“We want to continue to be the bearers of good news and big exclusives,” said Eduardo Sánchez-Pérez, President of Hello & Hola Media, Inc. “¡HOLA! is a feeling of familiarity that has always been there and has never failed you. It is a brand trusted both by the readers and the stars; one which for over 70 years has offered the best and most exclusive news and stories of the social world and royalty, as well as important events in the lives of the stars,” expressed Sánchez, third-generation member of the Sánchez-Junco founder family.
Made in the U.S.
“It is true that the Spanish edition of ¡HOLA! magazine’s Spain was already being distributed at a national level, but the great novelty is that now we will have the quality and journalistic experience of ¡HOLA!, but made in the United States, presenting stories on people who make a difference in this country with style and distinction. It will be available in Spanish as well as English, since those who subscribe to the magazine have the option to request it in either language,” said Sylvia Banderas Coffinet, Publisher/VP of Integrated Sales for HOLA! USA and HOLA.com USA.
Portada interviewed Daniel Villarroel, until recently a brand marketer at Maybelline USA, and Lucia Ballas-Traynor, previously in her career publisher of People en espanol and now EVP Sales of Hemisphere Media Group Inc., on HOLA!USA launch:
Portada: What do you think about Hola’s strategy to offer the magazine either in English or in Spanish in the U.S?
Daniel Villaroel: “I’m intrigued by Hola’s strategy not because the magazine is in English and Spanish but because they thought of creating language agnostic content for the U.S. Hispanic consumer and then delivered it in the consumer’s language preference. The creators of the magazine obviously have their finger on the pulse of this market and served up the content in a way that hasn’t been done before. My only critique is that advertisers should be savvy enough to assure the ads in the respective issues are also in the preferred language. What will be interesting in the long run is what the language split will ultimately be. Regardless, it’s a win for the US Hispanic consumer and for Hola because they are transcending language.”
Lucia Ballas-Traynor: “I commend them for offering the magazine in both languages. However, what I have learned over the years after testing content in Spanish and English is that relevancy trumps language proficiency (especially in print). They will need to find a way to tailor their content, which traditionally focuses on European royalty, to be relevant to U.S. Hispanics. I don’t think that an English-speaking, acculturated Latina would care about the Spanish Monarchy, regardless of language used. But they might care about a Selena Gomez story written from a uniquely Latina perspective.”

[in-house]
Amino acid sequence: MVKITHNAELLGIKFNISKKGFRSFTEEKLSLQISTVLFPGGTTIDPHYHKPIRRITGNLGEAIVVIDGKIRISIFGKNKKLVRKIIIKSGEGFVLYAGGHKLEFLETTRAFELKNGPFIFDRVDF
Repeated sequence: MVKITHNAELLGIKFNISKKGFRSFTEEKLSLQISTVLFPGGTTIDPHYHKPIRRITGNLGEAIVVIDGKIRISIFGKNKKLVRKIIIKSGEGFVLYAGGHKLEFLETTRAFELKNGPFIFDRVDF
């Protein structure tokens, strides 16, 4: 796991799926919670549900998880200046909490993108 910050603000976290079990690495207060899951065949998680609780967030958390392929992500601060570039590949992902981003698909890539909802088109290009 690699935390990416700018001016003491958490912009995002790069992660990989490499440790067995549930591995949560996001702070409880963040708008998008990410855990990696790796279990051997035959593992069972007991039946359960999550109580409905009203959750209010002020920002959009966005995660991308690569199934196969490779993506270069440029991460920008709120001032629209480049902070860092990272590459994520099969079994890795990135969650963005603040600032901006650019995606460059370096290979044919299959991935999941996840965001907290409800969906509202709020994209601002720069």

Portada: What do you think are key features for an entertainment digital, print and TV property to be successful in the Spanish-language market in the U.S.?
D.V: “Content is king regardless of language; there are no short cuts. The content in Spanish should be as intriguing as it is English & vice versa. Hispanic consumers want to be mentally stimulated and engaged no matter the language. We’ve seen an elevation in quality in Spanish language TV and print over the past few years and this new offering from Hola further solidifies that content needs to be created that’s engaging.”
L.B.T: “I hate to say this but success in media nowadays (as it relates to advertising sales) is measured by scale (ability to reach a broad audience en masse) and the availability of the content across multiple screens. It’s also important to offer high-quality content of interest to U.S. Hispanics – it’s not enough just to be in-language. Hispanic media are competing not only with each other, but with a slew of popular, high-quality English-language options. Content must be relevant, entertaining, and premium, while focusing on the passion points that resonate with U.S. Hispanics. In English, the value proposition needs to be extremely compelling and unique in order to be able to compete with 100s of options (as opposed to a handful of choices in Spanish language).”